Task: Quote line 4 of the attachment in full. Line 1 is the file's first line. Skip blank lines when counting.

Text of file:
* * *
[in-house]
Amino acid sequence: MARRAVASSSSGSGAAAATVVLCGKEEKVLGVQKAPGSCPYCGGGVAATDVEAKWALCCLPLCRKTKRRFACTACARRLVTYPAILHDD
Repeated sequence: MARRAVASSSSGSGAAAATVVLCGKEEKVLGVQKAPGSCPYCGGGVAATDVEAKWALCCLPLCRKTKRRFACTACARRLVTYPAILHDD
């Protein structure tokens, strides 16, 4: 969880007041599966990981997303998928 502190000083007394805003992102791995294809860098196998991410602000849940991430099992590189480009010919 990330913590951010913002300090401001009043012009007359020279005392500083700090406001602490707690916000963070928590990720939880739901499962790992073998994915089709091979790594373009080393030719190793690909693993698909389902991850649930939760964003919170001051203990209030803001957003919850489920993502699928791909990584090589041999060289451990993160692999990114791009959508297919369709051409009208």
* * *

């Protein structure tokens, strides 16, 4: 969880007041599966990981997303998928 502190000083007394805003992102791995294809860098196998991410602000849940991430099992590189480009010919 990330913590951010913002300090401001009043012009007359020279005392500083700090406001602490707690916000963070928590990720939880739901499962790992073998994915089709091979790594373009080393030719190793690909693993698909389902991850649930939760964003919170001051203990209030803001957003919850489920993502699928791909990584090589041999060289451990993160692999990114791009959508297919369709051409009208």